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Monday, March 19, 2001
Lens on IT

A Chinese man waits at a bus stop next to a poster advertising a local Web site in Beijing . Only three Chinese Internet firms are listed on the Nasdaq and all saw their share prices trading below $2, including sohu.com which fell below $1. If a share price remains below $1 at Nasdaq for 30 consecutive trading days, a company receives a warning the first step towards delisting.


Jun Akimitsu with Aoyama Gakuin University in Japan talks about superconductors at a press conference in Seattle last week. Approximately 5,000 scientists are in Seattle to discuss recent work on a newly discovered superconducting metal compound that can conduct electricity with virtually no resistance, and at very low temperatures.


Sony Marketing (Japan) employee Yoko Dobashi demonstrates a new "CLIE" Palm-powered Personal Entertainment Organiser with colour LCD PEG-N700C in Tokyo last week. Sony Corp said it would launch the new version of its Clie handheld personal digital assistant (PDA) fearuring audio playback, an improved display screen and longer battery life. Sony will introduce new CLIE for Japanese market on April 7 at approxmately 50,000 yen ($330).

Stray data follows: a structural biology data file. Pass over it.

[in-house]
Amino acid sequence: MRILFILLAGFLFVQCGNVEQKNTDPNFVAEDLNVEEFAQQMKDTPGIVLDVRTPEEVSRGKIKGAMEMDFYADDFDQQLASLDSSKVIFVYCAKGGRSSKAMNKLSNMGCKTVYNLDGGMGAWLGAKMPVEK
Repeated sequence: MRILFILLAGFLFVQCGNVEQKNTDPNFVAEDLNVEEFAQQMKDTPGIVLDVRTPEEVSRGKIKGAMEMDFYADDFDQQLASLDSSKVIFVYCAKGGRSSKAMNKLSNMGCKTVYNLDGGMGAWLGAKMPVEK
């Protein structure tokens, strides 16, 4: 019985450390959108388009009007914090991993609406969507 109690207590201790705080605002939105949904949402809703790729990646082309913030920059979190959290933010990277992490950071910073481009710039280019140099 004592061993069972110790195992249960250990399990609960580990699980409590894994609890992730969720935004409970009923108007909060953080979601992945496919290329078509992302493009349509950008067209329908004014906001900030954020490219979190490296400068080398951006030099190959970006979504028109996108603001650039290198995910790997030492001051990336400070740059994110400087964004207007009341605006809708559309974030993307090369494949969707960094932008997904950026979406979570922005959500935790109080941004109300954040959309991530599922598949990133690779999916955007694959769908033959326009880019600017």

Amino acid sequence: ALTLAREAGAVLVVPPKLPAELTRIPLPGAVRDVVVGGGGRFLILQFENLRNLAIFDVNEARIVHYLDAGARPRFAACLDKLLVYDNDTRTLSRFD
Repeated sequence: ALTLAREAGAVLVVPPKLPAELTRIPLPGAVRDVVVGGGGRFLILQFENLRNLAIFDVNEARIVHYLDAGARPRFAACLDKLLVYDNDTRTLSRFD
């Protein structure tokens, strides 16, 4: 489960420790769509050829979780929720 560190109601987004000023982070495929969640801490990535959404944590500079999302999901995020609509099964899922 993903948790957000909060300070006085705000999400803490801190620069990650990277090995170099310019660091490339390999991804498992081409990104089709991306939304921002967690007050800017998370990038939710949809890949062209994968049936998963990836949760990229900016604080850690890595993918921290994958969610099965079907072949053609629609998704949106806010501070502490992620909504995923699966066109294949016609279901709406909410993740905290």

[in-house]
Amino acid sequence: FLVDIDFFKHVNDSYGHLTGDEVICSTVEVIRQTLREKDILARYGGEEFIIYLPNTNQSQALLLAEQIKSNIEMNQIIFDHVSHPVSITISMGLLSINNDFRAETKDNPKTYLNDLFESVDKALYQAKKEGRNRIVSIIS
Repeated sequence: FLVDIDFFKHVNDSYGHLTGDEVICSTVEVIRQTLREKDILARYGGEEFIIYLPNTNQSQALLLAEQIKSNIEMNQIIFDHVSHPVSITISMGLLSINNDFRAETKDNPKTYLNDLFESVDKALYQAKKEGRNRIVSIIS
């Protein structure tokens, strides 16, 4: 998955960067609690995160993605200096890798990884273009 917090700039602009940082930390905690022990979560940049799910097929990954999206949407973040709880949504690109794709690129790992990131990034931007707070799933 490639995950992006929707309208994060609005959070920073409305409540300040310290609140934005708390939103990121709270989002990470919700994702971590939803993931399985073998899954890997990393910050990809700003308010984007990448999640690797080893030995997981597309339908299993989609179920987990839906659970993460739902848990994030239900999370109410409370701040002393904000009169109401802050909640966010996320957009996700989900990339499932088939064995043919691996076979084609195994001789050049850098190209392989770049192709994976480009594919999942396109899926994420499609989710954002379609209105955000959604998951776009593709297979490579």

Steve Ballmer, CEO of Microsoft (R), and Meg Whitman president and CEO of eBay Inc., shake hands in San Jose, California, after the two companies announced a strategic alliance to jointly expand their global online presence and improve the e-commerce experience for consumers.


Russian newsman Vladislav Borodulin, left, and British journalist Bridget Kendall, centre, listen to President Vladimir Putin, right, during an online session in the Kremlin, Moscow , with the presidential standard depicted on Putin's laptop and some of the questions screened in the background. Thousands of Russians jumped at a chance to query President Vladimir Putin on everything from politics to his personal life Tuesday, sending questions via the Internet for the president to answer in an online session.


Microsoft chief Steve Ballmer (top) participates via satellite in a technology panel discussion in New York last week, while television anchor Tom Brokaw (bottom) moderates the event. Other participants included (seated L to R), Bob Pittman, the co-chief operating officer of AOL/Time Warner; Howard Stringer, the chairman and chief executive of Sony Corporation of America; and Darrien Dash, founder and chief executive of DME Interactive Holdings, Inc. The discussion, aired live on MSNBC, brought together leaders from the Internet and technology revolution to create a dialogue among the key decision-makers in the industry.


Reuters photos